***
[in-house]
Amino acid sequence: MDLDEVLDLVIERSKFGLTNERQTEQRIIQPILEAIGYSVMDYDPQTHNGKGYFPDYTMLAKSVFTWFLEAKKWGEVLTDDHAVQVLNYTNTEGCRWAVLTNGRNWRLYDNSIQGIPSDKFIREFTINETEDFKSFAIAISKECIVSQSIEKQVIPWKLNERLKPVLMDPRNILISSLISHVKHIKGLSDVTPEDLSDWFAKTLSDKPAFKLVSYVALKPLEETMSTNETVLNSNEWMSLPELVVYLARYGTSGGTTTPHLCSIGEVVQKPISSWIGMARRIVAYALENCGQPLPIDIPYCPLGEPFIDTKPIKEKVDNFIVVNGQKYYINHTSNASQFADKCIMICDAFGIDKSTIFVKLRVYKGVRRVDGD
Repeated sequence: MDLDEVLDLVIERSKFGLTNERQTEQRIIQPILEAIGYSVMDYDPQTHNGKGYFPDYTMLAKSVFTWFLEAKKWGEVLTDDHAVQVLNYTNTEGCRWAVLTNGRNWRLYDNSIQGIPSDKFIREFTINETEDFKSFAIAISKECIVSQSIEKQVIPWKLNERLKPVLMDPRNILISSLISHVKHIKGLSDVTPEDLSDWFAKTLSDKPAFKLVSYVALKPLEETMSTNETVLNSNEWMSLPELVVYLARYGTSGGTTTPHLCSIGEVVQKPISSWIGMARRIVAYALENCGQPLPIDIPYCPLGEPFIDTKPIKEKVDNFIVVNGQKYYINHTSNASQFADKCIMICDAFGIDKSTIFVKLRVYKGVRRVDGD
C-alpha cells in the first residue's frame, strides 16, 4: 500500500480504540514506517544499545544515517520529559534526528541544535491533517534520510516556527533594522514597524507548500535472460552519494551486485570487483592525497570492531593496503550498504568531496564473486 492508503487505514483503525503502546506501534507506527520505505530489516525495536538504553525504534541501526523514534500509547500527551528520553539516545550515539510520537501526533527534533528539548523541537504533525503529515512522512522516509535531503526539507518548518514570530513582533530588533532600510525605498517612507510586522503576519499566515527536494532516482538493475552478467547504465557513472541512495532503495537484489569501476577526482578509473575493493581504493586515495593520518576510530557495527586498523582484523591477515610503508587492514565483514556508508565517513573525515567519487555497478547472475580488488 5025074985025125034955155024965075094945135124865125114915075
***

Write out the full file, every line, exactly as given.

[in-house]
Amino acid sequence: MDLDEVLDLVIERSKFGLTNERQTEQRIIQPILEAIGYSVMDYDPQTHNGKGYFPDYTMLAKSVFTWFLEAKKWGEVLTDDHAVQVLNYTNTEGCRWAVLTNGRNWRLYDNSIQGIPSDKFIREFTINETEDFKSFAIAISKECIVSQSIEKQVIPWKLNERLKPVLMDPRNILISSLISHVKHIKGLSDVTPEDLSDWFAKTLSDKPAFKLVSYVALKPLEETMSTNETVLNSNEWMSLPELVVYLARYGTSGGTTTPHLCSIGEVVQKPISSWIGMARRIVAYALENCGQPLPIDIPYCPLGEPFIDTKPIKEKVDNFIVVNGQKYYINHTSNASQFADKCIMICDAFGIDKSTIFVKLRVYKGVRRVDGD
Repeated sequence: MDLDEVLDLVIERSKFGLTNERQTEQRIIQPILEAIGYSVMDYDPQTHNGKGYFPDYTMLAKSVFTWFLEAKKWGEVLTDDHAVQVLNYTNTEGCRWAVLTNGRNWRLYDNSIQGIPSDKFIREFTINETEDFKSFAIAISKECIVSQSIEKQVIPWKLNERLKPVLMDPRNILISSLISHVKHIKGLSDVTPEDLSDWFAKTLSDKPAFKLVSYVALKPLEETMSTNETVLNSNEWMSLPELVVYLARYGTSGGTTTPHLCSIGEVVQKPISSWIGMARRIVAYALENCGQPLPIDIPYCPLGEPFIDTKPIKEKVDNFIVVNGQKYYINHTSNASQFADKCIMICDAFGIDKSTIFVKLRVYKGVRRVDGD
C-alpha cells in the first residue's frame, strides 16, 4: 500500500480504540514506517544499545544515517520529559534526528541544535491533517534520510516556527533594522514597524507548500535472460552519494551486485570487483592525497570492531593496503550498504568531496564473486 492508503487505514483503525503502546506501534507506527520505505530489516525495536538504553525504534541501526523514534500509547500527551528520553539516545550515539510520537501526533527534533528539548523541537504533525503529515512522512522516509535531503526539507518548518514570530513582533530588533532600510525605498517612507510586522503576519499566515527536494532516482538493475552478467547504465557513472541512495532503495537484489569501476577526482578509473575493493581504493586515495593520518576510530557495527586498523582484523591477515610503508587492514565483514556508508565517513573525515567519487555497478547472475580488488 5025074985025125034955155024965075094945135124865125114915075